“You don' t know what an Inquisitor is, do you?” He asked.
“A guy who asks weak questions and lets a potential murder suspect walk away?”
He didn't roll his eyes at the remark, but he did almost look annoyed, which was the closest thing to an emotional response I had seen from him so far. “I can't fathom why someone like you, who has been through the court system, does not know this. The Inquisitors of Haven are the emissaries of the court. While our findings are not legally binding, they are grounds for bringing suspects to the court for judgment from the triumvirate. Only in very rare cases are suspects brought to the court without an Inquisitor.”
His explanation was very dry, but I was getting it. Inquisitors like him were the police force who were charged with investigating crimes and determining who is brought before the court where the judges with rings of Truth pass sentence.
“Do you have a Ring of Truth?” I asked him, finally piecing it together.
“Essentially, yes. While Inquisitors do not wear the actual rings of court Judges, we are permanently enchanted with the blessing of Truth.”
“Permanently enchanted? I didn't think that was possible.”
“It is, but it comes at a great cost. It is only for those who are completely devoted to their work. Undergoing the enchantment is a lengthy process, and is very taxing on the system. And there are other side effects.
“Jeez, talk about taking pride in your work. What side effects?”
“Just like with the Rings of Truth, an Inquisitor is incapable of telling a falsehood.”
“You mean you can't lie?”
“That's definitely not for me, then. You must be single.”
“Yes, but what is the relevance?”
“If I had that kind of curse on me, it would just take one question from my wife of 'does this dress make me look fat?', 'do you think she is pretty?' or 'is it ok with you if my brother comes to stay with us for a while?' and I would be out on my ass.”
“Now that you have amused your curiosity, can we get back to work?”
Permanent truth serum or not, he did have a knack for changing the subject quick. We called in the next suspect and Doll repeated his questions. It became instantly apparent that he was going to continue along the same boring, even if it was efficient, line of questioning. It also became immediately apparent that I wasn't going to let that happen. I swear, I wasn't intentionally trying to be a pain in his ass. I was fascinated by the game they were playing and asked them a bazillion questions about their characters, how they played, their costumes, their magic, and how they regenerated from injuries.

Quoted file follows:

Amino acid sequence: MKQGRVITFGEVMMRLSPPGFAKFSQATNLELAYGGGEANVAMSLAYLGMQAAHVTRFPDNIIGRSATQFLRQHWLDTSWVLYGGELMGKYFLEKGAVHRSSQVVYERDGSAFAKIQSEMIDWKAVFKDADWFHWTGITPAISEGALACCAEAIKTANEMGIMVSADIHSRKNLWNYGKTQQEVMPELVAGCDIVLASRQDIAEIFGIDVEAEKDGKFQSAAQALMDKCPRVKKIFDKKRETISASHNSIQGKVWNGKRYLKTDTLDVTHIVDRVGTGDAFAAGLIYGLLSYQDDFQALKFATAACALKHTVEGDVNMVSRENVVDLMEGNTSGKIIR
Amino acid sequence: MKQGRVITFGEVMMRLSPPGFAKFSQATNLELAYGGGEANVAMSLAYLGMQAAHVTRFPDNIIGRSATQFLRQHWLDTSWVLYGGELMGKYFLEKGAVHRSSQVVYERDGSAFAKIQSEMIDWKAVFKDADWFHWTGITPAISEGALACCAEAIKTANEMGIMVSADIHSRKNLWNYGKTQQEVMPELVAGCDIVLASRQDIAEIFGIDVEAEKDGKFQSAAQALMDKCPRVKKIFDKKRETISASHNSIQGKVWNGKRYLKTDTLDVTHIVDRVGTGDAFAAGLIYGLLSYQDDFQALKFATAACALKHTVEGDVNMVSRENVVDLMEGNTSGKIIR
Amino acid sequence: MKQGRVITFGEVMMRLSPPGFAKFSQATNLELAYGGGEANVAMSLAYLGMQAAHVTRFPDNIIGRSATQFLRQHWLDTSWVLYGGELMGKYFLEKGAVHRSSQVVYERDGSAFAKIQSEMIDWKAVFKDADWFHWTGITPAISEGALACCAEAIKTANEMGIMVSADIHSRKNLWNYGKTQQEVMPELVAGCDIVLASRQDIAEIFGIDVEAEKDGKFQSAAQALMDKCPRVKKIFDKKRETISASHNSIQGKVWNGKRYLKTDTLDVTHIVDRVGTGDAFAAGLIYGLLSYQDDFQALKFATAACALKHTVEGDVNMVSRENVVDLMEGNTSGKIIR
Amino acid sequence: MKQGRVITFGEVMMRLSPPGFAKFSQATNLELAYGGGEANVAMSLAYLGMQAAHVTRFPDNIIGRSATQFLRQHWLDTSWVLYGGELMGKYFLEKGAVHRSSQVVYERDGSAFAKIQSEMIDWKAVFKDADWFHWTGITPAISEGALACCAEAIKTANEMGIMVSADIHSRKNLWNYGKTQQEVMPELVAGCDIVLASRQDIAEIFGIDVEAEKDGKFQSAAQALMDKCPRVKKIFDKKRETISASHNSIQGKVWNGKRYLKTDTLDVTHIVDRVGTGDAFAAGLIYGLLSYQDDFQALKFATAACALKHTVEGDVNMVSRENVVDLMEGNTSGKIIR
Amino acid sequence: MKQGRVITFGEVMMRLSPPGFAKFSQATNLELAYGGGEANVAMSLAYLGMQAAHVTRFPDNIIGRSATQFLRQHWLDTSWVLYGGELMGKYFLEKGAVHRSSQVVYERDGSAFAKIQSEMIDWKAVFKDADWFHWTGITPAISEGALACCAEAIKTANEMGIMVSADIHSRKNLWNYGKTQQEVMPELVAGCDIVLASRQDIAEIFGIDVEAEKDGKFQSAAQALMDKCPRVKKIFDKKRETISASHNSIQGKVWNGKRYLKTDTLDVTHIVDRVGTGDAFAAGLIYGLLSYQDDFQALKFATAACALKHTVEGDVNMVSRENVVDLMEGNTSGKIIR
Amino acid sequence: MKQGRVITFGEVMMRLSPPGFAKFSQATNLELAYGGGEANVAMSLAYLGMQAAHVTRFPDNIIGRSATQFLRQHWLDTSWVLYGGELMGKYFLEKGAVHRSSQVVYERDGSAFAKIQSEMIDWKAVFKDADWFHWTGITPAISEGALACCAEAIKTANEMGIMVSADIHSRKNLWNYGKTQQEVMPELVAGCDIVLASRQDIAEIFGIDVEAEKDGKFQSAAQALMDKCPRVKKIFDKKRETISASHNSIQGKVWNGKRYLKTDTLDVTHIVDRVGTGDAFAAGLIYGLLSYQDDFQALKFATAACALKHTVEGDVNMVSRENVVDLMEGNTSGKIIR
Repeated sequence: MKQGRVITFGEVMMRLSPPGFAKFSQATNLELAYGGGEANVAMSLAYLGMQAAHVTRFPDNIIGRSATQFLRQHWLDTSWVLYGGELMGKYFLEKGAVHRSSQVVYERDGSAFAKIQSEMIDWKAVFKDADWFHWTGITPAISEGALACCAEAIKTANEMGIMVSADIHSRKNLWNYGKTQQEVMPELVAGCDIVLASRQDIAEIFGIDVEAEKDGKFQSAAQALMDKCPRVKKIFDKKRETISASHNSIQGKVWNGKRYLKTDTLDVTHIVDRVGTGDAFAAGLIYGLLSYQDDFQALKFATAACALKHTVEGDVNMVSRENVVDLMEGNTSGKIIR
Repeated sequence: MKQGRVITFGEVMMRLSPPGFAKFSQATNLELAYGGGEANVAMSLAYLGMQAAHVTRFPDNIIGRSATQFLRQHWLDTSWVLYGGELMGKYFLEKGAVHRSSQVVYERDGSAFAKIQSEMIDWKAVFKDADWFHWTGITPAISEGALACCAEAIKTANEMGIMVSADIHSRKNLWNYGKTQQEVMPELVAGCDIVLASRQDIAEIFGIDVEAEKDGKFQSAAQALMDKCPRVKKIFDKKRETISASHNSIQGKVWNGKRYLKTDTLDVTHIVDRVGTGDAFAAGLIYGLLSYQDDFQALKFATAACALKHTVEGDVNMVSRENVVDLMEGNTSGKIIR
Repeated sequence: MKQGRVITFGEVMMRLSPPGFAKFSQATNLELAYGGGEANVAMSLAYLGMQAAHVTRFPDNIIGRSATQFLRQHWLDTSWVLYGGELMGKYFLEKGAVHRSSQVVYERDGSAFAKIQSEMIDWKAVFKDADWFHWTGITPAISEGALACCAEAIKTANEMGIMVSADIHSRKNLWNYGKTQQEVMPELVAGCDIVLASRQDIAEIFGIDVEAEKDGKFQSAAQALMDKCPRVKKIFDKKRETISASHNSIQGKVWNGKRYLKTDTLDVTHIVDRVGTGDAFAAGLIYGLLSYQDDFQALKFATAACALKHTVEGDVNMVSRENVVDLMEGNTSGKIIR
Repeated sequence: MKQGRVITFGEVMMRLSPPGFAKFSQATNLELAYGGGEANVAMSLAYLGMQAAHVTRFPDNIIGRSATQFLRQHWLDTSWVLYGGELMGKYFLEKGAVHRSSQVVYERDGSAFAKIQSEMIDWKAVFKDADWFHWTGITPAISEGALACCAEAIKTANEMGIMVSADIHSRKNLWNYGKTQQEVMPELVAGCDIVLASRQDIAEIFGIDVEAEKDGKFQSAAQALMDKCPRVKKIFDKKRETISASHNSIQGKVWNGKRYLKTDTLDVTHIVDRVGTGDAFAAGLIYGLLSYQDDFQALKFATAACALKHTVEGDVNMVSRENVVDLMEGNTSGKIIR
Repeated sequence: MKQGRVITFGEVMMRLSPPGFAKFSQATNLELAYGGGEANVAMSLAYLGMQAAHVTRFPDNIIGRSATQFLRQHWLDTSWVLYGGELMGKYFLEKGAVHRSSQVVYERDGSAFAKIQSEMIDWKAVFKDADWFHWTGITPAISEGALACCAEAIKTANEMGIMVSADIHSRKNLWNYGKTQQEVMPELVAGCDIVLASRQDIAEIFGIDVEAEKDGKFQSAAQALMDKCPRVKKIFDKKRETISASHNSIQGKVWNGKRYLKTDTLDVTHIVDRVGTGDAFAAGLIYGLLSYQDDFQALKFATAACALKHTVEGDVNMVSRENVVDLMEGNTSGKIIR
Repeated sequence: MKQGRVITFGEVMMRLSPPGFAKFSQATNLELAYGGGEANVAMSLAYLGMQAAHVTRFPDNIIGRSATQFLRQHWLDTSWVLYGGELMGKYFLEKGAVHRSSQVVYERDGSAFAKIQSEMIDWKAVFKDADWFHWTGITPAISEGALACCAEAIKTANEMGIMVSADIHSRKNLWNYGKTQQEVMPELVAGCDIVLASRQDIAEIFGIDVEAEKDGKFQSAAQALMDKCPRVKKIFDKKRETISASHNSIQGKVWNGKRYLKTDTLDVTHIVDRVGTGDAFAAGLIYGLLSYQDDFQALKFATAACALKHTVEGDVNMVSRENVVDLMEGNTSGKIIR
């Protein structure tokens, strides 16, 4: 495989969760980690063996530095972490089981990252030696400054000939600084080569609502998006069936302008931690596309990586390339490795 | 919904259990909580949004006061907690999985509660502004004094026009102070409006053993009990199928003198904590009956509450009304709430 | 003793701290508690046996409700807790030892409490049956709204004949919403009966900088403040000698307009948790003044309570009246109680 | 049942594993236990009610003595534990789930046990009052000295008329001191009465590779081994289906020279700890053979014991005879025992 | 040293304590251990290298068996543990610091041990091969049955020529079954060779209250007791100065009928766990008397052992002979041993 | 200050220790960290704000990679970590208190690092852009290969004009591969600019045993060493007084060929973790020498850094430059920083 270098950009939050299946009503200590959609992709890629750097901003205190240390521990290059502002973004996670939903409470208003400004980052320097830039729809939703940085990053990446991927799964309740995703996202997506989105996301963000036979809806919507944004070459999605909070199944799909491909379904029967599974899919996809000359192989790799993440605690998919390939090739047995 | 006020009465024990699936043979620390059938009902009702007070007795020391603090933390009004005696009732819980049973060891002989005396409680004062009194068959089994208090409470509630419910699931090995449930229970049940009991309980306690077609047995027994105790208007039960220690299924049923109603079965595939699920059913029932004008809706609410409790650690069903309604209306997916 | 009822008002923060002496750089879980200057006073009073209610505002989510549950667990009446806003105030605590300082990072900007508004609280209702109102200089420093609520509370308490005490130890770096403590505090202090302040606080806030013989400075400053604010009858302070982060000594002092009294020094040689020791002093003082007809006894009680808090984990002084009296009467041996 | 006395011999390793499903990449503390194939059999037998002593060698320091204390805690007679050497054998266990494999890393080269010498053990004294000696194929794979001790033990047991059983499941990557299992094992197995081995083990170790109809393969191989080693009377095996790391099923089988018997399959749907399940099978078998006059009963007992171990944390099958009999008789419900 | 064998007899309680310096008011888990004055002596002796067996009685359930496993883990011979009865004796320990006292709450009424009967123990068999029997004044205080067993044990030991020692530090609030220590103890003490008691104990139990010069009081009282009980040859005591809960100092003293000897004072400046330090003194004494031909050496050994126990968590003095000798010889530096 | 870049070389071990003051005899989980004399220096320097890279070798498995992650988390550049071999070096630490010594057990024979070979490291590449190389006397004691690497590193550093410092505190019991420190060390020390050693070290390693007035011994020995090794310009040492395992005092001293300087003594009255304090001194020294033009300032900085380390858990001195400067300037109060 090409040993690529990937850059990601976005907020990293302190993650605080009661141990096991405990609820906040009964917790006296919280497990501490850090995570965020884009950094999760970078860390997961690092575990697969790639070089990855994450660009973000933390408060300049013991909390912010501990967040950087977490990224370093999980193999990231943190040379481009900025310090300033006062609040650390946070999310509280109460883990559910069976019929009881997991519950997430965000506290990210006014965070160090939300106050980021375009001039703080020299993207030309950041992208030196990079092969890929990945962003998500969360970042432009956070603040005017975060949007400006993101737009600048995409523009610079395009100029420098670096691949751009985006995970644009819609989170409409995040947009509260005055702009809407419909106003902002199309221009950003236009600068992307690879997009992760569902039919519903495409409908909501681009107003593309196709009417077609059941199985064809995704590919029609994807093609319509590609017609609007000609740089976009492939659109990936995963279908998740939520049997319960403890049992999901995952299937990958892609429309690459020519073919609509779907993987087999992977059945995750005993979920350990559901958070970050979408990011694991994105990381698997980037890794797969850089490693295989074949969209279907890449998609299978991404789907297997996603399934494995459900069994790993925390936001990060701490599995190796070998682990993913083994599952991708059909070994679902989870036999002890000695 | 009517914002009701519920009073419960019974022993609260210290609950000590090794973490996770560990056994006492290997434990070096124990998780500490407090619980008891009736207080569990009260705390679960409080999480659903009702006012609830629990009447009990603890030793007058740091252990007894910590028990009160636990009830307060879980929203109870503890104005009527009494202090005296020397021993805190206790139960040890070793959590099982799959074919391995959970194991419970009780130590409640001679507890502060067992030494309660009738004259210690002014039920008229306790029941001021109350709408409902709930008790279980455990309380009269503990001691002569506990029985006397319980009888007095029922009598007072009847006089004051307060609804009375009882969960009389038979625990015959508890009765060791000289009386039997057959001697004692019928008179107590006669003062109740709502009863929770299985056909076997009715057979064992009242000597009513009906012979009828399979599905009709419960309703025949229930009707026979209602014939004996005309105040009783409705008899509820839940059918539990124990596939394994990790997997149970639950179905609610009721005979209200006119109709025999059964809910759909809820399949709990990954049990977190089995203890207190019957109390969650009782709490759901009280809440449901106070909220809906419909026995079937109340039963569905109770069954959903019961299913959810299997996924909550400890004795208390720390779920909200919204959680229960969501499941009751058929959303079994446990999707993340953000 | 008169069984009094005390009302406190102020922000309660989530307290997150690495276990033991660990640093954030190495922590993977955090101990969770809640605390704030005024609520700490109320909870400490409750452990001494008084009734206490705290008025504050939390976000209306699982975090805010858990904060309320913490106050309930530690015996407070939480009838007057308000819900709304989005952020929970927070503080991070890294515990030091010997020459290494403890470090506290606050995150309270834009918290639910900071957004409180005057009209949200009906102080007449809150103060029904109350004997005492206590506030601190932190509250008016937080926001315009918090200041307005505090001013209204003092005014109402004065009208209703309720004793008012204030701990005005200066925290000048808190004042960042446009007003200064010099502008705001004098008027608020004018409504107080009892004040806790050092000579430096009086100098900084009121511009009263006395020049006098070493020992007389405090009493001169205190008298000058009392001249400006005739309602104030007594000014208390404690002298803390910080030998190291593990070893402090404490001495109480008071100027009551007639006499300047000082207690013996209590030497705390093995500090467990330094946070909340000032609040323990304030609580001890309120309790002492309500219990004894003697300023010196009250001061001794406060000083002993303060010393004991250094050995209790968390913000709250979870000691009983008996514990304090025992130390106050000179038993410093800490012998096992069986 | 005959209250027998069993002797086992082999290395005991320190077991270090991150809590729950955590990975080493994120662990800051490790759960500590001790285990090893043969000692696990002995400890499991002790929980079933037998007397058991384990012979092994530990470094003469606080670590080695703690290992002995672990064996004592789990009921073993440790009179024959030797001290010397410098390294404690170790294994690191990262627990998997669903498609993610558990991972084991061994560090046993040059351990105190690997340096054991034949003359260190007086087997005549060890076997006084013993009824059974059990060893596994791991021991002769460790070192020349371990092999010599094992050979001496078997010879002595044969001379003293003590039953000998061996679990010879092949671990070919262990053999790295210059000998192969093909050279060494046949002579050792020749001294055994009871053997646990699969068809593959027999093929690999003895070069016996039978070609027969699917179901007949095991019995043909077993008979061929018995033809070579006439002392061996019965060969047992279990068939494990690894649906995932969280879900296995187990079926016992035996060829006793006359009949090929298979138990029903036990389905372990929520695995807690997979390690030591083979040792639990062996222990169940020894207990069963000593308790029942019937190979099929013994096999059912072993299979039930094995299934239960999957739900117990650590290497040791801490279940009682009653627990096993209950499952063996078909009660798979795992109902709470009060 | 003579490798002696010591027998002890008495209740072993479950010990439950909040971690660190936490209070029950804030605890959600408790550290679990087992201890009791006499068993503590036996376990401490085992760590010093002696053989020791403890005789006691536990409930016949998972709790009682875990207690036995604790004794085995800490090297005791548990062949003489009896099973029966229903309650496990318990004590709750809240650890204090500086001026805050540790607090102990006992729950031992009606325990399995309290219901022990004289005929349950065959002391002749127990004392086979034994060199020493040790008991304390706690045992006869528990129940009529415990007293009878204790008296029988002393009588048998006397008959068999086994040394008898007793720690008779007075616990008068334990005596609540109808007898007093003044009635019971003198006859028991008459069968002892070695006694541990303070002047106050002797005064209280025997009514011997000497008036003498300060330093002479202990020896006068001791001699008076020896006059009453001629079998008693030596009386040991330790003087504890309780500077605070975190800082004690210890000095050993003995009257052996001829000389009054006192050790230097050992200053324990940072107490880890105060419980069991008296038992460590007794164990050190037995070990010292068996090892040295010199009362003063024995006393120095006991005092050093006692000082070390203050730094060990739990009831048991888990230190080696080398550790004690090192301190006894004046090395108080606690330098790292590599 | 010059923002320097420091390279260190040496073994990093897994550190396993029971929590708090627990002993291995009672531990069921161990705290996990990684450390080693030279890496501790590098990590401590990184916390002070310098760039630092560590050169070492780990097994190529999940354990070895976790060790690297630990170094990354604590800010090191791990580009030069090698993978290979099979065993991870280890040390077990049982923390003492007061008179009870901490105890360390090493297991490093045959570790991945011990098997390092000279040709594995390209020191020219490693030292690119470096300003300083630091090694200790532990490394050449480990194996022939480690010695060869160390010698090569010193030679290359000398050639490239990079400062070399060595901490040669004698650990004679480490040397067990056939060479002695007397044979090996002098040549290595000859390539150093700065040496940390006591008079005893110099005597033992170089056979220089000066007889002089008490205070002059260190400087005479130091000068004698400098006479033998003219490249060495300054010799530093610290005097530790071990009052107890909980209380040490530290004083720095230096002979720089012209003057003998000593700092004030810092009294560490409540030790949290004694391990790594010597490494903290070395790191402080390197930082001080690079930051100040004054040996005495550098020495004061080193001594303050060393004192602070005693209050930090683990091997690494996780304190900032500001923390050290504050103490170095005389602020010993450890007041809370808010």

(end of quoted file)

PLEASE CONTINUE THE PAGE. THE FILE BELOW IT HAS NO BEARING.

It only took the next interview before Doll put a stop to the process. “Is it necessary for you to waste our time like this?” He asked.
“I'm not wasting time. I am gathering information.”
“What information have you gained from your methods of questioning?”
I hesitated for a moment, remembering that he was like a walking lie detector. Mostly I gathered information on their game because I was completely fascinated by it. Sorcery and Mazes carried a very distinct similarity to the pen and paper role-playing games I frequently attended in college. It wasn't just the nostalgia of it all that got me so intrigued, but the fact that they were actually living the fantasy instead of imagining it. They still created their characters persona, race, class, and abilities. Those who didn't have their characters abilities naturally were augmented with spells, potions, and enchanted items. A frail skinny nerd who had never been in a fight in his life could literally take on the form of a burly barbaric warrior.
While some of the characters picked up certain abilities they found intriguing, others took it to the extreme. The dog-like thief was a Frenzic in real life, an intelligent feline species. The wizard was played by an elvish man who had absolutely no magical talent whatsoever. All the effects from his spells came from enchanted items at his command. He would have been a perfect candidate for a warrior with his natural physique, but took on the wizard character to play something different. The same could be said for the squat, lycanthrope warrior played by a tall, gangly Vinish woman who looked to be some sort of reptilian species. The only players who seemed to have aptitude of their own that wasn't augmented were the Sorceress and the Game Master who portrayed the old wizard.
The sorceress was a fascinating young woman by the name of Kaithlein. Her fair skin looked like it had never seen the light of day. She was passionate about the game and the battles they represented. She studied at the Magic Academy with a double major in magical theory and arcane history. According to Doll's nod of approval, the only affirmation of any interest he showed all night, this was an impressive feat.